What's happening at the US border
House Majority Leader Kevin McCarthy said the House still plans to vote on the Republican immigration bill next week, despite the President's tweet this morning warning GOP members they should "stop wasting their time" on immigration.
"We’ll work through the weekend and you’ll see that bill on the floor next week," he said.
Where things in Congress stand now: The House on Thursday rejected one of two immigration bills Republicans have been working on. The second measure — a more moderate proposal known as the compromise bill — was scheduled for a vote today, but at the last minute, Republicans decided to postpone it.
Negotiators are now working on specific issues: An expansion of the e-verify system and addressing farm state lawmaker concerns of agriculture visas. To be perfectly clear: These are not clean or easy issues.
So can it pass? As of noon yesterday, the immigration bill wasn’t just short of the votes, aides said — it was well short of the votes. It would be quite something to turn that around in 72 hours.
Hundreds of migrant children separated from their parents at the US border have been sent to distant states, as far away as New York and Michigan.
A spokesman for the department of Health and Human Services said this happens for a variety of reasons including:
- A lack of space
- Available shelter accommodations
- Demographics of the children
- Proximity to potential sponsors
“There’s an effort to place them as closely as possible to where they’re going to be eventually reunified with a sponsor or a family member,” the spokesman said, adding that it is “pretty rare” that someone would be sent to New York if it’s only because of space.
If a child goes to New York, that usually means there’s an immediate family member in the New York facility, the spokesman explained.
HHS does not have a publicly accessible database to track children. The spokesman said lawyers and case workers are determining locations likely by pulling state licenses and going shelter by shelter to figure it out, as sources have also described to CNN.
The Republican Mayor of the largest border city in America slammed President Trump's rhetoric on Mexico and said a wall "won't work."
Dee Margo, the Mayor of El Paso in Texas, describes his city and Juarez, Mexico, as "one bi-national, bilingual, bi-cultural community."
Rep. Peter Welch, a Democrat from Vermont, recently visited a migrant holding faculty near the US southern border. He made the trip with other US lawmakers to see firsthand the conditions in the shelters.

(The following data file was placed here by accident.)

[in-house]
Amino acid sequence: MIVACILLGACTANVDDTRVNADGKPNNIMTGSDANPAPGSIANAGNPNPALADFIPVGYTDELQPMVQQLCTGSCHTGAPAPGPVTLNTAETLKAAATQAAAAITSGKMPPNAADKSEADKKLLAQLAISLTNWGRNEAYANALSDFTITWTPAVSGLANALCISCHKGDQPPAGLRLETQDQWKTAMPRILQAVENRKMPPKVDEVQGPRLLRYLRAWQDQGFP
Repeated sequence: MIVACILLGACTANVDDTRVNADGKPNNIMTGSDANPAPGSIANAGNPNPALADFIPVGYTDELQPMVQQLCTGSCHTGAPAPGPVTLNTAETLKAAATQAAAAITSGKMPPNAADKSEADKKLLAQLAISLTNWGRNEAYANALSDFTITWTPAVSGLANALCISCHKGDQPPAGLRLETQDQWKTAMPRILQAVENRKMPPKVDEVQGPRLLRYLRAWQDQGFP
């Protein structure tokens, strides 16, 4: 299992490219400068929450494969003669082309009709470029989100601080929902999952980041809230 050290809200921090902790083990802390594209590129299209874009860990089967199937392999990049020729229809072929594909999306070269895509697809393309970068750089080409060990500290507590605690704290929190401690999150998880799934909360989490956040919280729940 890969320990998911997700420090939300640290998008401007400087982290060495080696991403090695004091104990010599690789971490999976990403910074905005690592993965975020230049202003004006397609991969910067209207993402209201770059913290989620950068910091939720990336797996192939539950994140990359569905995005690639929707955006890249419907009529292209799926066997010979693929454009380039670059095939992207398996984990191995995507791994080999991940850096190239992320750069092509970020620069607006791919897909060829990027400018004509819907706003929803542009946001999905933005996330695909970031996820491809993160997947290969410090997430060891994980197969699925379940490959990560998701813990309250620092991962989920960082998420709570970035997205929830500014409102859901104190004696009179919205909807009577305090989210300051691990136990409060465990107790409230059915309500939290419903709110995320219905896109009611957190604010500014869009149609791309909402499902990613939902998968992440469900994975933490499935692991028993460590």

Welch said the facility was clean, but had no windows. It was filled with chain-link fences "that in effect, are cages," he said. Immigrants were separated by age and gender.
"What we saw was a lot of kids in cages."
He then described the scene the stood out to him the most:
President Bill Clinton told an audience in Chicago on Thursday that President Donald Trump’s child separation policy was “wrong” and “immoral.”
“Taking these kids away from their parents makes no sense,” he said. “It’s wrong. It’s immoral. It’s not required by the law. And it’s not necessary to protect the border. It’s just wrong.”
He added: “Children should not be bargaining chips. They are people…I not only want this to stop, I want them to go get these kids that have already been sent away and give them back to their parents and do it right now.”
Clinton is on his book tour for “The President Is Missing,” a work of fiction he wrote with James Patterson.
The interview was with Bob Barnett, a longtime lawyer for the Clintons who has negotiated most – if not all – of their book deals.
House Judiciary Chairman Bob Goodlatte says that the GOP is going to push forward on immigration — despite Trump’s tweet saying the party should abandon the effort.
“We made a lot of progress last night and we are going to continue to move forward because the administration needs the legislation. I don’t think it will affect the mood of the members who got very close yesterday," He said.
Goodlatte, the key chairman leading the effort on immigration, added that the Republican “absolutely" plan to push forward. The House voted down one immigration bill (one that was named after him) yesterday, but it's still working on a second proposal.
CNN pressed further: But Trump told you to stop?
“I would say it’s more important to do it right now," Goodlatte responded.
New York City Mayor Bill de Blasio sent a letter to Health and Human Services Secretary Alex Azar, requesting information about the children sent to New York after being separated from their parents at the US southern border.
De Blasio said he is “deeply concerned” for the health and safety of the children. He asked for information on how the government “will bring these families back together, and a deadline for accomplishing that task.”
Why the New York City mayor is involved with the border crisis: At least 239 migrant children who were separated from their families are in the care of Cayuga Centers in Harlem, De Blasio said. The children include a 9-month-old. Some of the kids have bed bugs, lice, chicken pox and other contagious diseases.
De Blasio tweeted a copy of the full letter he sent to Azar: